power computing

So yesterday I get an email saying “Hey, this person from this company is trying to send me and email and they keep getting bounces…”  and a quick grep of the maillog revealed:

May 19 11:02:24 barweb1 postfix/smtpd[30761]: NOQUEUE: reject: RCPT from
 mx0a-000e6001.pphosted.com[]: 450 Server configuration 
 problem; from=; to= proto=ESMTP helo=

No worries, apart from the reject this looks OK, but I wonder why they were rejected ? I take a peek at the lines before this one

May 19 11:02:24 mailserver postfix/spawn[30752]: warning: command 
 /usr/bin/perl exit status 255
May 19 11:02:24 mailserver postfix/smtpd[30761]: warning: premature end-of-input on 
 private/spf while reading input attribute name
May 19 11:02:24 barweb1 postfix/smtpd[30761]: warning: problem talking to server 
 private/spf: Success

Ahh crap, this means there is an error in the spf perl process, I didnt write this and have a limited understanding of the code, hope its easy to find the problem I think to myself.

Running the command by hand and feeding it the required data yielded the following:

Bad arg length for Socket::unpack_sockaddr_in, length is 4096, should be 16 at 
/usr/lib/perl5/i386-linux/Socket.pm line 383.

What the hell does that mean ? I started tracking it down through the perl process postfix-policyd-spf-perl.pl ( that can be found at https://launchpad.net/postfix-policyd-spf-perl/ ) and eventually worked out that it was somewhere in the Mail::SPF module. So then I whip out my trusty CPAN and install Mail::SPF assuming the elderly unit is in need of a module update. This does nothing and the problem still exists. Ok, fine, now its time to get dirty and write a script, may be that will help narrow down the issue

use Mail::SPF;
use Data::Dumper;
my $spf_server  = Mail::SPF::Server->new();
$request = eval {
        scope      => 'mfrom',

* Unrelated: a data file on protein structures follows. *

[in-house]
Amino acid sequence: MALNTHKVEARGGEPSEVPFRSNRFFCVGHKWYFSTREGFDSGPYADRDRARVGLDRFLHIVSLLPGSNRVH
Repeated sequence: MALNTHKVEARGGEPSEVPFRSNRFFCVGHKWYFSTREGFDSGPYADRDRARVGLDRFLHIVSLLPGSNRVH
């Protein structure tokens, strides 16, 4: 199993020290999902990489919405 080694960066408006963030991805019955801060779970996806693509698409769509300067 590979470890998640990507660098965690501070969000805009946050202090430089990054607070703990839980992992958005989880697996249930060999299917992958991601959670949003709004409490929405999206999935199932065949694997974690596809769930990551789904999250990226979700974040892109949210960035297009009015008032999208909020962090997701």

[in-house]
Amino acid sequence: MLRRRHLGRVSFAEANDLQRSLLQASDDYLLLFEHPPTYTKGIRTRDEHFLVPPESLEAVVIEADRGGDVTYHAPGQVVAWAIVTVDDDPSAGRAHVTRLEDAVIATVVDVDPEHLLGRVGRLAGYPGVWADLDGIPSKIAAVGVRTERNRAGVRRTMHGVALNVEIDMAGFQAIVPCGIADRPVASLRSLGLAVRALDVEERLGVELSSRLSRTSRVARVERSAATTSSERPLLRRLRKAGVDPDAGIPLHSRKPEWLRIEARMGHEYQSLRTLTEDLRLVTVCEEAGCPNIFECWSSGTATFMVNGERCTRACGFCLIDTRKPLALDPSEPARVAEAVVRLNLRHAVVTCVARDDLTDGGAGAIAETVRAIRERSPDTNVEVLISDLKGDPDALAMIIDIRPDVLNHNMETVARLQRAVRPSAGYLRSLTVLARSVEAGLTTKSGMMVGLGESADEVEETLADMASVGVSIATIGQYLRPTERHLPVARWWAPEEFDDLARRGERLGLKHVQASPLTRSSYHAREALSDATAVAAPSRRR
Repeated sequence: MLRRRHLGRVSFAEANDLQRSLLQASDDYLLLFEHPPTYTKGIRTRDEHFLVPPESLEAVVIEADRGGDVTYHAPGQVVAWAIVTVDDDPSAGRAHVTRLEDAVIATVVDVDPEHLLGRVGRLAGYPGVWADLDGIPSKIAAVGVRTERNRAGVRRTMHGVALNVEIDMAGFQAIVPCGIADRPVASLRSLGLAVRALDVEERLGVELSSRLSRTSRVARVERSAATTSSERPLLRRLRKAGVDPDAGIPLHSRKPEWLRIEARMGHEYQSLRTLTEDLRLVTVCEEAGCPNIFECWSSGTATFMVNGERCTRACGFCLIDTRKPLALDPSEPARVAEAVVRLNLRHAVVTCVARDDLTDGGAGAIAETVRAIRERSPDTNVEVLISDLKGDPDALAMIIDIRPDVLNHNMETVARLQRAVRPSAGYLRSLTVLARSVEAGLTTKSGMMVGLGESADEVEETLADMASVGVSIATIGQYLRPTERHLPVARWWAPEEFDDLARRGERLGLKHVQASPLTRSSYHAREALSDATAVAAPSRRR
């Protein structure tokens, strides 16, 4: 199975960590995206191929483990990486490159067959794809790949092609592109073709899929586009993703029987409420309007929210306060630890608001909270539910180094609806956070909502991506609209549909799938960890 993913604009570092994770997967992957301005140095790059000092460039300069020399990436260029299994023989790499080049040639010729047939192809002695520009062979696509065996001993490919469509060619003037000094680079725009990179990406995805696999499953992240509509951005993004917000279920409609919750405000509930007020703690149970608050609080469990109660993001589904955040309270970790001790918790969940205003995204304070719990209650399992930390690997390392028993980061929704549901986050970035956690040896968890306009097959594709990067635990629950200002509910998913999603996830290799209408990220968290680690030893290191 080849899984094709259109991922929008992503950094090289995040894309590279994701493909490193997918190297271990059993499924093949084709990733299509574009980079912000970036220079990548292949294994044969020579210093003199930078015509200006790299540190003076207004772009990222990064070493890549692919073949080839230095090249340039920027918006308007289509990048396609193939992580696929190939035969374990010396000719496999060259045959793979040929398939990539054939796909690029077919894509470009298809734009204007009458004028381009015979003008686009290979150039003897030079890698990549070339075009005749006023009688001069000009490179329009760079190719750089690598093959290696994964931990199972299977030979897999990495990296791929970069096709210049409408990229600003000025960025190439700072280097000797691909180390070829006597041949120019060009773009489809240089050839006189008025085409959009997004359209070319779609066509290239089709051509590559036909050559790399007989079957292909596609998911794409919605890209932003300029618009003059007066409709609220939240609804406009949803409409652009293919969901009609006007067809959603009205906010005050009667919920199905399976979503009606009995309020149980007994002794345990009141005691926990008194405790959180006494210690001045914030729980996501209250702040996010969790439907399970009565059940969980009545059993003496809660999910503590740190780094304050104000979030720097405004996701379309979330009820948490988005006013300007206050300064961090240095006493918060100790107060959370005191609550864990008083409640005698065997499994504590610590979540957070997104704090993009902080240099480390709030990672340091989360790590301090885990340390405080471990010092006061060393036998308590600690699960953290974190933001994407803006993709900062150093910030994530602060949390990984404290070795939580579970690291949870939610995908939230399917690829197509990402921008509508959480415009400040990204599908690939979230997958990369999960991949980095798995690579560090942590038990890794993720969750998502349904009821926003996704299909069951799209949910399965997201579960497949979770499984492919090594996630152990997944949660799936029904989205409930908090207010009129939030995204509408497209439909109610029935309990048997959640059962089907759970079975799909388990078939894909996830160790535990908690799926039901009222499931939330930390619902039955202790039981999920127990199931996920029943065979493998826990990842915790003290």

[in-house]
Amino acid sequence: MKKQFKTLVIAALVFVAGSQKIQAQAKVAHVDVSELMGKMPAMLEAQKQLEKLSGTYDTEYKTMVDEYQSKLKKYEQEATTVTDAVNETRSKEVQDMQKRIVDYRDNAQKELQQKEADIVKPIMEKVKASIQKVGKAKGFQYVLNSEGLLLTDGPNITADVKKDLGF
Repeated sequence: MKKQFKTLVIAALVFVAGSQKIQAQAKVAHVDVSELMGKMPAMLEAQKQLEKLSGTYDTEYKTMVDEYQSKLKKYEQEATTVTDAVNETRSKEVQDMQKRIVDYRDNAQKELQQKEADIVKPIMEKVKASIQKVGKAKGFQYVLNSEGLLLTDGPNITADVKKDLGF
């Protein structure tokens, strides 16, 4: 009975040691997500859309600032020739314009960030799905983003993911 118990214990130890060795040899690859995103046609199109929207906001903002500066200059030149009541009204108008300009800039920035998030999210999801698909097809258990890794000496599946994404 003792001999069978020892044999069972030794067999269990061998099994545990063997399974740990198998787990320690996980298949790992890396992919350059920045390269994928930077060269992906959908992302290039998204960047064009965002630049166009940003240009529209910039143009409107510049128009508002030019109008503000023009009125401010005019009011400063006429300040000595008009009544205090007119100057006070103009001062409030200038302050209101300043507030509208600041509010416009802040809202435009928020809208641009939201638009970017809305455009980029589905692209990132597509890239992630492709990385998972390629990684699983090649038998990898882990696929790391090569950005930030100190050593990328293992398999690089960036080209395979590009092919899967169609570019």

identity   => 'some.user@pearson.com',
        ip_address => '',
        helo_identity   => 'mx0b-000e6001.pphosted.com'
$result = $spf_server->process($request);
print "$result";

Same error, as expected, but now I can trace it through Mail::SPF::Server->process routine. This leads me to the Net::DNS::Resolver module and once again I turn to CPAN to update Net::DNS. But same problem, it looks like its not these modules.

Back for another dirty test script to help narrow the problem even further.

use Net::DNS::Resolver;
use Data::Dumper;
$res = Net::DNS::Resolver->new(
   debug => 1
$packet = $res->send('spf.pearson.com', 'A');
print Dumper($packet);

Error still exists, but now I am sure the send routine of the Net::DNS::Resolver module can help point the way. I eventually tracked the problem down to Net::DNS::Resolver::Base.pm and the line which updates the answerfrom property

$buf = read_tcp($sock, $len, $self->{'debug'});

Looking at the answerfrom routine tells me nothing and didn’t look like it would be buggy, so I look at the peerhost routine in IO::Socket.pm

sub peername {
    @_ == 1 or croak 'usage: $sock->peername()';
    my($sock) = @_;
    ${*$sock}{'io_socket_peername'} ||= getpeername($sock);

This is all well beyond my skills at this stage as it seems that getpeername is inbuilt to Perl, so I thinks to myself “update Perl”. But as alluded to before this machine is elderly and has some pretty legacy perl code running on it, I dont want to jump up to the latest and greatest Perl. I did update Perl to 5.8.9 from v5.8.8, but alas that did nothing. I am beginning to suspect we probably have the problem on this machine because it is a little long on the tooth and running some old kernel and the c header files are out of date. We have a couple of XEN virtuals around here that I can verify this on. I log into one and test Perl is the same, yep 5.8.8 and the test code runs fine ! Bugger it.

It is advisable to update this old unit, but right now that is impossible, so I hack around the error by placing the following code, highlighted, in Net::DNS::Resolver::Base.pm

$buf = read_tcp($sock, $len, $self->{'debug'});
eval {
if($@ && $self->{'debug'}) {
    print "An error with the socket probably: 
           Bad arg length for Socket::unpack_sockaddr_in, length is 4096,
           should be 16 skipping n";
print ';; received ', length($buf), " bytesn"
    if $self->{'debug'};

Now when I run my test-spf on the geriatric unit I get the right response

 user@host:~# perl test-spf.pl
 pass (Mechanism 'include:spf.pearson.com' matched)

So, we all agree this is far from ideal this it does get us out of hot water for the time being.